(2.) JOHN TRUMBULL, LL.D., born in Connecticut, 1750, died in 1831, having distinguished himself as the author of M Fingal, a burlesque poem, directed against the enemies of American liberty. It is written in Hudibrastic strain, and is said to be the best imitation of the great satire of Butler that was ever written. was author of another poem written in the same style, entitled the “ Progress of Dullness," which was eagerly read during the Revolution. From his description of the fop of those days we extract the following lines ·

“ Then, lest religion he should need,

Of pious Hume he'll learn his creed ;
By strongest demonstration shown,
Evince that nothing can be known;
Take arguments convey'd by doubt,
On Voltaire's trust, or go without;
'Gainst Scripture rail in modern lore,
As thousand fools have rail'd before ;

He

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Or pleased a nicer art display
To expound its doctrines all away,
Suit it to modern tastes and fashions,
By various notes and emendations.
Calls piety the parson's trade;
Cries out, 'tis shame, past all abiding;
The world should still be so priest-ridden;
Applauds free thought that scorns control,
And generous nobleness of soul,
That acts its pleasure, good or evil,

And fears nor Deity nor devil.”. (3.) Timothy Dwight, LL.D., D.D., born 1752, died 1817, has been pronounced the father of American poetry, of the higher order, though his poetry is inferior to the productions of the best English writers, and also of the best American poets that have follow ed him. The “Conquest of Canaan," and "Greenfield Hill," are his principal productions, exhibiting splendor, gravity, and an exuberant fancy.

(4.) Dr. LEMUEL HOPKINS, Colonel HUMPHREYS, and some others, acquired celebrity by satirical pieces composed during the war. Joel Barlow, also, is known, but not very favorably, as author of the “Columbiad.He was more happy in his preparation of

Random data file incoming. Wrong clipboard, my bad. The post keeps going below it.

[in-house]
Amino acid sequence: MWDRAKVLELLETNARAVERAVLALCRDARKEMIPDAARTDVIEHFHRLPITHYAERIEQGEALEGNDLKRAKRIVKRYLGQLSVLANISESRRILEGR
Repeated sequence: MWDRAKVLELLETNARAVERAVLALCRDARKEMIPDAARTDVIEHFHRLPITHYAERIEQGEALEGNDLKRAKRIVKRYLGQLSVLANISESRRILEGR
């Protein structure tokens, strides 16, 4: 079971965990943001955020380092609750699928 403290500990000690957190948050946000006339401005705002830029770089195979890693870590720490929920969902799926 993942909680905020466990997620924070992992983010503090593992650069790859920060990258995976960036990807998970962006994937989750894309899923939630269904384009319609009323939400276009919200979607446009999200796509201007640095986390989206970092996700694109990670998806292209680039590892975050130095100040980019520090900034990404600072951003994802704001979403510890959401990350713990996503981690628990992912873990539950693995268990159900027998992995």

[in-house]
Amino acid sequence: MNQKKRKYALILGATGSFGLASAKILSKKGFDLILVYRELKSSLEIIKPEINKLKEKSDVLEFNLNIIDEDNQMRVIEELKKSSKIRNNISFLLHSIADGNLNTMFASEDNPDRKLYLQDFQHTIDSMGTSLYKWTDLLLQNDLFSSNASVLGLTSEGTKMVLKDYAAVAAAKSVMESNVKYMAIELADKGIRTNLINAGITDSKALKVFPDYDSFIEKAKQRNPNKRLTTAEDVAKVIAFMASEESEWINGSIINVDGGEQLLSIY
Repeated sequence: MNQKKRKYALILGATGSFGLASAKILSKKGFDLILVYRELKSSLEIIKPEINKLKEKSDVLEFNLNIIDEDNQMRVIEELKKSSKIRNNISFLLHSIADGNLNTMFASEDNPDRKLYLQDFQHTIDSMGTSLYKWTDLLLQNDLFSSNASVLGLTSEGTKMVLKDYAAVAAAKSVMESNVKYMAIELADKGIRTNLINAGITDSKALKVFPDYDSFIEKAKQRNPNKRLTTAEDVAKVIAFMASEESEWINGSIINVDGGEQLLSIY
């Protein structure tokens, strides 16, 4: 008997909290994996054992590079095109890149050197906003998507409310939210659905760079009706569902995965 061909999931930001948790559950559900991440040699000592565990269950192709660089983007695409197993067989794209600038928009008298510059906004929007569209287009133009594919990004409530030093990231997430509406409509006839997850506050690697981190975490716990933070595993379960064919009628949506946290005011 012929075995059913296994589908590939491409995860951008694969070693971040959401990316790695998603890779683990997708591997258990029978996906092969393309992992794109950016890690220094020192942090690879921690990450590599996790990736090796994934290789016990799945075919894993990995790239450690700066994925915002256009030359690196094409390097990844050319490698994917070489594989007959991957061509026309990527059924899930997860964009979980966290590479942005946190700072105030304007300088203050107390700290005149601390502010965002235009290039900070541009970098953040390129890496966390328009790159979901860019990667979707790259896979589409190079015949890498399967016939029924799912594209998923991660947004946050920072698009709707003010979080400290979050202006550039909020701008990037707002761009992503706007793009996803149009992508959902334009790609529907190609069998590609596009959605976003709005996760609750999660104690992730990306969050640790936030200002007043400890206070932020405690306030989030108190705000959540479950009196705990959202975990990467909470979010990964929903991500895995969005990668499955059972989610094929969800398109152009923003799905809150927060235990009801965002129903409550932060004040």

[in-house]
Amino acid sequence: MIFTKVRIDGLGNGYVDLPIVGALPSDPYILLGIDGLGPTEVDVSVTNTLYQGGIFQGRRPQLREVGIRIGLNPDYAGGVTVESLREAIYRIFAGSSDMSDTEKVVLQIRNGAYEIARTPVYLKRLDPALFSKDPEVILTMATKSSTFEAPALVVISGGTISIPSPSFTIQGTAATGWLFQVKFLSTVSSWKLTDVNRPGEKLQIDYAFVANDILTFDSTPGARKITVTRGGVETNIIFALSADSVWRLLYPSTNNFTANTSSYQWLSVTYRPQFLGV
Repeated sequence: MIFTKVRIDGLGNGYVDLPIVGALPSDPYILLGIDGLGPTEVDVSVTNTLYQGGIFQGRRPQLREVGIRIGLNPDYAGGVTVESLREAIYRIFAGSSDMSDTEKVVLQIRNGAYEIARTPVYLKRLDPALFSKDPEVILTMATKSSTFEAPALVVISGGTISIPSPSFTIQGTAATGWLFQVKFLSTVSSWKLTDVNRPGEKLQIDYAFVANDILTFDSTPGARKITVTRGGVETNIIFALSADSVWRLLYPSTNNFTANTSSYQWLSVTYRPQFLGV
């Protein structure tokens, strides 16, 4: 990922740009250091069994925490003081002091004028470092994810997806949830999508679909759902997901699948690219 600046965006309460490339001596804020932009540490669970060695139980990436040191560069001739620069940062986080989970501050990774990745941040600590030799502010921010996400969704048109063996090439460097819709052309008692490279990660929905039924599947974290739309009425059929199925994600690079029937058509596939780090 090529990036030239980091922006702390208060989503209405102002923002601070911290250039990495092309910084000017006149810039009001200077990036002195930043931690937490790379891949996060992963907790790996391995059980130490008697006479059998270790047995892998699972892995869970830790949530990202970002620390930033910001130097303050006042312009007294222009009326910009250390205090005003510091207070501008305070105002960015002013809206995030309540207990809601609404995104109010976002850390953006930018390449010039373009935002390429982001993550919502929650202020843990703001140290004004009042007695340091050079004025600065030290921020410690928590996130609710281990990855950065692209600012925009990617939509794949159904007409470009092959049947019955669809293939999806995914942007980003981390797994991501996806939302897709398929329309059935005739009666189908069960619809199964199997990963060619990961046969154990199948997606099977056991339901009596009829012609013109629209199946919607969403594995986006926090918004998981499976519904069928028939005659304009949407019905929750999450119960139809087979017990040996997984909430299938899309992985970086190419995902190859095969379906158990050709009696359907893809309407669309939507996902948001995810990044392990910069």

Hasty Pudding,” and some other humorous pieces. It may gratify some to understand the origin of the name; he thus gives it :

“ Thee the soft nations round the warm Levant
Polanta call; the French, of course, Polante.
E'en in thy native regions how I blush
To hear the Pennsylvanians call thee Mush!
On Hudson's banks, while men of Belgic
Insult and eat thee by the name Suppawn.
All spurious appellations, void of truth;
I've better known thee from my earliest youth;
Thy name is Hasty Pudding ! thus our sires
Were wont to greet thee fuming from their fires;
And while they argued in thy just defense
With logic clear, they thus explain’d the sense ·
In haste the boiling caldron, o'er the blaze,
Receives and cooks the ready-powder'd maize
In haste 'tis served, and then, in equal haste,
With cooling milk we make the sweet repast.
No carving to be done, no knife to grate
The tender ear and wound the stony plate ;-

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But the smooth spoon just fitted to the lip,
And taught with art the yielding mass to dip,
By frequent journeys to the bowl well stored,
Performs the hasty honors of the board.
Such is thy name, significant and clear,